In 1881 his wife Mary was, not unexpectedly, a widow. She living at Lewisham with her children, including 19 year old Ellen.
You will obviously want to look up the details yourself, including other members of the family, with details from civil registration certificates where appropriate. For instance the birth places of the children suggest that they moved from the Symondshyde cottage in about 1863 - and the birth certificates should give the addresses where the children were born.
6. The Essex Period. The evidence surrounding the trial of Thomas Wheeler suggests that shortly after 1870 he, and his family, moved to Essex. One detail suggests that immediately before returning to St Albans in 1880 he had been released from an Essex prison where he had been held under a false name (which unfortunately is not given). It may well be that there are relevant records relating to this crime, and perhaps earlier crimes, relating to his period in Essex - and a check at the Essex Records Office would seem appropriate.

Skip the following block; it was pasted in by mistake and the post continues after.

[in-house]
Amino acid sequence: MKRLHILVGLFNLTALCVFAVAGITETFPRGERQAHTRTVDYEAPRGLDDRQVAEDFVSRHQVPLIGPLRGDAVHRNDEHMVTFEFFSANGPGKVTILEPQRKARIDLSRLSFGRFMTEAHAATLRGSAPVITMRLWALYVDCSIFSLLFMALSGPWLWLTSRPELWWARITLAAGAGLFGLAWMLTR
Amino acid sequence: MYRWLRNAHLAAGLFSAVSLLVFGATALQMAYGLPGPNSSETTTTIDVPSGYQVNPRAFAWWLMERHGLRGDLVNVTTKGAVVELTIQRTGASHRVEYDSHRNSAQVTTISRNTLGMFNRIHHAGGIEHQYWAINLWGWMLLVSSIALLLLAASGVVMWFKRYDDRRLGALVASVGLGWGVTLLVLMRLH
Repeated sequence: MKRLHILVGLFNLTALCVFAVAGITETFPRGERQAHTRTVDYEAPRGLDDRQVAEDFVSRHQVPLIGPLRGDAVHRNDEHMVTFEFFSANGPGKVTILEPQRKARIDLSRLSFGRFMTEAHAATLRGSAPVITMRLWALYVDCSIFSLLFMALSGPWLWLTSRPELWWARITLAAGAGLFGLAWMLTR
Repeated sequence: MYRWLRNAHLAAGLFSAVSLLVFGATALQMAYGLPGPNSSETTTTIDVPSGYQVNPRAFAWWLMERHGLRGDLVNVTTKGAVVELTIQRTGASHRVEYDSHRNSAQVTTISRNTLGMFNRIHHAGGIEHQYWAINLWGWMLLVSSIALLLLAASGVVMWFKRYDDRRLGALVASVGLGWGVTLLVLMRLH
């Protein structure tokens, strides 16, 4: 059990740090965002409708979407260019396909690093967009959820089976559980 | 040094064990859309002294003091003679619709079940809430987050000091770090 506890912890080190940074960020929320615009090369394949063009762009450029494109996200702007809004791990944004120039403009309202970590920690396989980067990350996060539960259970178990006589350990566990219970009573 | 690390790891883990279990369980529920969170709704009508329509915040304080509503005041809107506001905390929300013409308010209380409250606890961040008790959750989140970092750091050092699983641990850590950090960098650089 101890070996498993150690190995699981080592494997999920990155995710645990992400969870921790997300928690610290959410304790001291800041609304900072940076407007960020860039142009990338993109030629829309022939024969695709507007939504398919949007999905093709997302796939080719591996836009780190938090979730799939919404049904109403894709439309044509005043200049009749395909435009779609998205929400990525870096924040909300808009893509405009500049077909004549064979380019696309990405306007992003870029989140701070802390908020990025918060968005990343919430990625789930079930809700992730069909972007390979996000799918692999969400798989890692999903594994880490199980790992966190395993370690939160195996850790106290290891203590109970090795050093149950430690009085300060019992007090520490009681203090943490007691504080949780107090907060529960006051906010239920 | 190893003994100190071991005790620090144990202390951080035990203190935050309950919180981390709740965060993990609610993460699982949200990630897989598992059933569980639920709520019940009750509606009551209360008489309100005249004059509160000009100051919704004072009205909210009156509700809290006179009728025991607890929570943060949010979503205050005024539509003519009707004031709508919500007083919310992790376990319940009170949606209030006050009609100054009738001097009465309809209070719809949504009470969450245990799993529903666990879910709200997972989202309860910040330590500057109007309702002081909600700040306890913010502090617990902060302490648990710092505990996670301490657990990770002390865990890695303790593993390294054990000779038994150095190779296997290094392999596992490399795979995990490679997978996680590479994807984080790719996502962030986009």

7. Background and other Information. This site provides information - and more importantly references to books - on many of the Hertfordshire places mentioned - and all books should be available for consultation at HALS when you visit the UK. They will also have much other information, which may include details of the trial of Thomas Wheeler.